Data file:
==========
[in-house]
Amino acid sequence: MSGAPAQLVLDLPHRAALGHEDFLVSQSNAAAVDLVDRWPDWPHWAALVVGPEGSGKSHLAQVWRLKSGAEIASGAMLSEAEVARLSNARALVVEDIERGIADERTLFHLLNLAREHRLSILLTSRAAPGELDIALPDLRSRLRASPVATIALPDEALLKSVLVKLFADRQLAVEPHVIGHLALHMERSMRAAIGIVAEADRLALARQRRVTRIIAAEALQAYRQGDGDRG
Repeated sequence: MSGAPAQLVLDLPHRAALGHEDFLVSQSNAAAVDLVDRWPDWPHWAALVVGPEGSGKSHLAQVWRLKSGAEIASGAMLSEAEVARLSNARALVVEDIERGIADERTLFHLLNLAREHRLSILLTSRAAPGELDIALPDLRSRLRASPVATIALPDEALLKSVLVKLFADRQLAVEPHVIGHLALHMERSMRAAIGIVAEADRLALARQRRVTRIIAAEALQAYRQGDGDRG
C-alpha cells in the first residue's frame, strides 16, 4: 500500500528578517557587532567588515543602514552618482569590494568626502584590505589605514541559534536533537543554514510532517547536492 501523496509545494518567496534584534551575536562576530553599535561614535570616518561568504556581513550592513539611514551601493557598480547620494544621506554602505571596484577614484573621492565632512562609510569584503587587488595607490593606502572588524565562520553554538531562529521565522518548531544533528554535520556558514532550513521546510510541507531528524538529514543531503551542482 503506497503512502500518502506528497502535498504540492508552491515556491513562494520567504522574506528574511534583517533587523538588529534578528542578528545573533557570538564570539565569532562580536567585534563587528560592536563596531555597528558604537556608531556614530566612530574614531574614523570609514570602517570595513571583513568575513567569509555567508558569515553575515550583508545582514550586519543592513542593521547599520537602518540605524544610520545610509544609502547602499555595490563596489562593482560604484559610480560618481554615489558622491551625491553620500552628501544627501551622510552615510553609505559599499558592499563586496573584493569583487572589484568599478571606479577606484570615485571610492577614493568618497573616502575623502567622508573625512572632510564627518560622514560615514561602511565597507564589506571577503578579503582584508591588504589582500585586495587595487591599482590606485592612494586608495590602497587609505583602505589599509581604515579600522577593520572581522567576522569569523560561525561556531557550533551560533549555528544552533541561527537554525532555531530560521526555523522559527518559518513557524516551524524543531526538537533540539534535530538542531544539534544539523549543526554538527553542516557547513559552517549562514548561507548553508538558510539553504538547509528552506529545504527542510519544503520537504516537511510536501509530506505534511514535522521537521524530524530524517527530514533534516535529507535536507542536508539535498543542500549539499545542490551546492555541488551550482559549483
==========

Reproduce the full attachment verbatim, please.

[in-house]
Amino acid sequence: MSGAPAQLVLDLPHRAALGHEDFLVSQSNAAAVDLVDRWPDWPHWAALVVGPEGSGKSHLAQVWRLKSGAEIASGAMLSEAEVARLSNARALVVEDIERGIADERTLFHLLNLAREHRLSILLTSRAAPGELDIALPDLRSRLRASPVATIALPDEALLKSVLVKLFADRQLAVEPHVIGHLALHMERSMRAAIGIVAEADRLALARQRRVTRIIAAEALQAYRQGDGDRG
Repeated sequence: MSGAPAQLVLDLPHRAALGHEDFLVSQSNAAAVDLVDRWPDWPHWAALVVGPEGSGKSHLAQVWRLKSGAEIASGAMLSEAEVARLSNARALVVEDIERGIADERTLFHLLNLAREHRLSILLTSRAAPGELDIALPDLRSRLRASPVATIALPDEALLKSVLVKLFADRQLAVEPHVIGHLALHMERSMRAAIGIVAEADRLALARQRRVTRIIAAEALQAYRQGDGDRG
C-alpha cells in the first residue's frame, strides 16, 4: 500500500528578517557587532567588515543602514552618482569590494568626502584590505589605514541559534536533537543554514510532517547536492 501523496509545494518567496534584534551575536562576530553599535561614535570616518561568504556581513550592513539611514551601493557598480547620494544621506554602505571596484577614484573621492565632512562609510569584503587587488595607490593606502572588524565562520553554538531562529521565522518548531544533528554535520556558514532550513521546510510541507531528524538529514543531503551542482 503506497503512502500518502506528497502535498504540492508552491515556491513562494520567504522574506528574511534583517533587523538588529534578528542578528545573533557570538564570539565569532562580536567585534563587528560592536563596531555597528558604537556608531556614530566612530574614531574614523570609514570602517570595513571583513568575513567569509555567508558569515553575515550583508545582514550586519543592513542593521547599520537602518540605524544610520545610509544609502547602499555595490563596489562593482560604484559610480560618481554615489558622491551625491553620500552628501544627501551622510552615510553609505559599499558592499563586496573584493569583487572589484568599478571606479577606484570615485571610492577614493568618497573616502575623502567622508573625512572632510564627518560622514560615514561602511565597507564589506571577503578579503582584508591588504589582500585586495587595487591599482590606485592612494586608495590602497587609505583602505589599509581604515579600522577593520572581522567576522569569523560561525561556531557550533551560533549555528544552533541561527537554525532555531530560521526555523522559527518559518513557524516551524524543531526538537533540539534535530538542531544539534544539523549543526554538527553542516557547513559552517549562514548561507548553508538558510539553504538547509528552506529545504527542510519544503520537504516537511510536501509530506505534511514535522521537521524530524530524517527530514533534516535529507535536507542536508539535498543542500549539499545542490551546492555541488551550482559549483